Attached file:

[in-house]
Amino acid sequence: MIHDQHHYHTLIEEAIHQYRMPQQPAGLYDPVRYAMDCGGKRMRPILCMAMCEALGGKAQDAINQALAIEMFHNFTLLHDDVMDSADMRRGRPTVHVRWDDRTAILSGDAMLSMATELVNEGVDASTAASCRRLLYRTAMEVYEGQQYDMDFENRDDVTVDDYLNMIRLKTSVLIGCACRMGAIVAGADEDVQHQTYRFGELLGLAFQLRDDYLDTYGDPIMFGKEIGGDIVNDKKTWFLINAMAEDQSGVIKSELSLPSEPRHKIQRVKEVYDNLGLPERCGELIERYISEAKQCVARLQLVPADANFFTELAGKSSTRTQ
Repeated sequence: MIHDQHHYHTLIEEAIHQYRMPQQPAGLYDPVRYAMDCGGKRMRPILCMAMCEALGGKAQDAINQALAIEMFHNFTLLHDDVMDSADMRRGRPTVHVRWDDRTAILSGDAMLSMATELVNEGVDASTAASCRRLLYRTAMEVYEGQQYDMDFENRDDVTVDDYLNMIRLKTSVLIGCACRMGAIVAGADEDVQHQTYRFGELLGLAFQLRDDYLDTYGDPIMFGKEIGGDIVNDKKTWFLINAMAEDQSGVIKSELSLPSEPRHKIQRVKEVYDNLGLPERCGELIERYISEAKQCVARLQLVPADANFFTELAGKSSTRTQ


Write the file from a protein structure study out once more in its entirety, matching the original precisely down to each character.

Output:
[in-house]
Amino acid sequence: MIHDQHHYHTLIEEAIHQYRMPQQPAGLYDPVRYAMDCGGKRMRPILCMAMCEALGGKAQDAINQALAIEMFHNFTLLHDDVMDSADMRRGRPTVHVRWDDRTAILSGDAMLSMATELVNEGVDASTAASCRRLLYRTAMEVYEGQQYDMDFENRDDVTVDDYLNMIRLKTSVLIGCACRMGAIVAGADEDVQHQTYRFGELLGLAFQLRDDYLDTYGDPIMFGKEIGGDIVNDKKTWFLINAMAEDQSGVIKSELSLPSEPRHKIQRVKEVYDNLGLPERCGELIERYISEAKQCVARLQLVPADANFFTELAGKSSTRTQ
Repeated sequence: MIHDQHHYHTLIEEAIHQYRMPQQPAGLYDPVRYAMDCGGKRMRPILCMAMCEALGGKAQDAINQALAIEMFHNFTLLHDDVMDSADMRRGRPTVHVRWDDRTAILSGDAMLSMATELVNEGVDASTAASCRRLLYRTAMEVYEGQQYDMDFENRDDVTVDDYLNMIRLKTSVLIGCACRMGAIVAGADEDVQHQTYRFGELLGLAFQLRDDYLDTYGDPIMFGKEIGGDIVNDKKTWFLINAMAEDQSGVIKSELSLPSEPRHKIQRVKEVYDNLGLPERCGELIERYISEAKQCVARLQLVPADANFFTELAGKSSTRTQ